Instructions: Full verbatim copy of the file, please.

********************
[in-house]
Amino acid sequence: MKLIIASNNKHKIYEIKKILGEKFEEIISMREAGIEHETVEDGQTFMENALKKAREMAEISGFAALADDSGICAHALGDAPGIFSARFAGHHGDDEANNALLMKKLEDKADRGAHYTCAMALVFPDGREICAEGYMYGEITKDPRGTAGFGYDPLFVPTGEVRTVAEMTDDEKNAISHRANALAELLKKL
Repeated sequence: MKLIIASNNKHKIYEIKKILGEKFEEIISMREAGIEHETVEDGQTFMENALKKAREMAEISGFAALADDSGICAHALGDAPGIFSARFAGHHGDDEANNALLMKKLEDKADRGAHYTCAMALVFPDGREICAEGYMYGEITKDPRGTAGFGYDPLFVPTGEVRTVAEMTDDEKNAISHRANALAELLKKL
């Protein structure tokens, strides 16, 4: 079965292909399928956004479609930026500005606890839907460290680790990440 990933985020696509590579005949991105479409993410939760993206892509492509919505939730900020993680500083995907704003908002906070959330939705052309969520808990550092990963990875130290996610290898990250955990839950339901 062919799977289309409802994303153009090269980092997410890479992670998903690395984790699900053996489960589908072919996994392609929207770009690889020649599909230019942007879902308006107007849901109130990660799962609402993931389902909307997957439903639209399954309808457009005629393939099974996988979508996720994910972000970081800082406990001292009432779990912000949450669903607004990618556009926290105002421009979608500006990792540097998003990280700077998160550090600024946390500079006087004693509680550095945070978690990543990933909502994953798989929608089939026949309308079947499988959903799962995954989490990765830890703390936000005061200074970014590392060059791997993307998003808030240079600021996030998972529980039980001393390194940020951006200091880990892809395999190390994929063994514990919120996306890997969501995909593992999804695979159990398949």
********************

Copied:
[in-house]
Amino acid sequence: MKLIIASNNKHKIYEIKKILGEKFEEIISMREAGIEHETVEDGQTFMENALKKAREMAEISGFAALADDSGICAHALGDAPGIFSARFAGHHGDDEANNALLMKKLEDKADRGAHYTCAMALVFPDGREICAEGYMYGEITKDPRGTAGFGYDPLFVPTGEVRTVAEMTDDEKNAISHRANALAELLKKL
Repeated sequence: MKLIIASNNKHKIYEIKKILGEKFEEIISMREAGIEHETVEDGQTFMENALKKAREMAEISGFAALADDSGICAHALGDAPGIFSARFAGHHGDDEANNALLMKKLEDKADRGAHYTCAMALVFPDGREICAEGYMYGEITKDPRGTAGFGYDPLFVPTGEVRTVAEMTDDEKNAISHRANALAELLKKL
């Protein structure tokens, strides 16, 4: 079965292909399928956004479609930026500005606890839907460290680790990440 990933985020696509590579005949991105479409993410939760993206892509492509919505939730900020993680500083995907704003908002906070959330939705052309969520808990550092990963990875130290996610290898990250955990839950339901 062919799977289309409802994303153009090269980092997410890479992670998903690395984790699900053996489960589908072919996994392609929207770009690889020649599909230019942007879902308006107007849901109130990660799962609402993931389902909307997957439903639209399954309808457009005629393939099974996988979508996720994910972000970081800082406990001292009432779990912000949450669903607004990618556009926290105002421009979608500006990792540097998003990280700077998160550090600024946390500079006087004693509680550095945070978690990543990933909502994953798989929608089939026949309308079947499988959903799962995954989490990765830890703390936000005061200074970014590392060059791997993307998003808030240079600021996030998972529980039980001393390194940020951006200091880990892809395999190390994929063994514990919120996306890997969501995909593992999804695979159990398949």